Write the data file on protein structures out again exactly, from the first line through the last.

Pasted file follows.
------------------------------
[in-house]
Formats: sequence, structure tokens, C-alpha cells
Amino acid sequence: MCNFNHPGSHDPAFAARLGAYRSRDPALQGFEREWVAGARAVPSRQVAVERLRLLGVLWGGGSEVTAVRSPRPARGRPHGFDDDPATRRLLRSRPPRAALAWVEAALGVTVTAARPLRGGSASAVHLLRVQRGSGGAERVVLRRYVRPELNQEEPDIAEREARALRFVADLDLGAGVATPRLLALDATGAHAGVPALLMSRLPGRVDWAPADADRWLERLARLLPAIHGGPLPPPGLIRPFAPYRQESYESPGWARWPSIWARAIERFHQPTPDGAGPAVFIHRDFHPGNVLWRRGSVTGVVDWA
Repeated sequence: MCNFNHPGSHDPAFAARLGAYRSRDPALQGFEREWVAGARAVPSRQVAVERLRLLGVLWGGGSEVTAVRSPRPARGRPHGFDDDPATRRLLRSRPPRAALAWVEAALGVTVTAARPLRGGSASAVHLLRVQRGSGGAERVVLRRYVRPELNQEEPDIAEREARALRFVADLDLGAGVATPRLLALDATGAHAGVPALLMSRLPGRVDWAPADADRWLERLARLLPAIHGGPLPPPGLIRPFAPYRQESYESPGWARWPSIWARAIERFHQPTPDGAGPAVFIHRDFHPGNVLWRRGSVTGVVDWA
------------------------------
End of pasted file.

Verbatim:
[in-house]
Formats: sequence, structure tokens, C-alpha cells
Amino acid sequence: MCNFNHPGSHDPAFAARLGAYRSRDPALQGFEREWVAGARAVPSRQVAVERLRLLGVLWGGGSEVTAVRSPRPARGRPHGFDDDPATRRLLRSRPPRAALAWVEAALGVTVTAARPLRGGSASAVHLLRVQRGSGGAERVVLRRYVRPELNQEEPDIAEREARALRFVADLDLGAGVATPRLLALDATGAHAGVPALLMSRLPGRVDWAPADADRWLERLARLLPAIHGGPLPPPGLIRPFAPYRQESYESPGWARWPSIWARAIERFHQPTPDGAGPAVFIHRDFHPGNVLWRRGSVTGVVDWA
Repeated sequence: MCNFNHPGSHDPAFAARLGAYRSRDPALQGFEREWVAGARAVPSRQVAVERLRLLGVLWGGGSEVTAVRSPRPARGRPHGFDDDPATRRLLRSRPPRAALAWVEAALGVTVTAARPLRGGSASAVHLLRVQRGSGGAERVVLRRYVRPELNQEEPDIAEREARALRFVADLDLGAGVATPRLLALDATGAHAGVPALLMSRLPGRVDWAPADADRWLERLARLLPAIHGGPLPPPGLIRPFAPYRQESYESPGWARWPSIWARAIERFHQPTPDGAGPAVFIHRDFHPGNVLWRRGSVTGVVDWA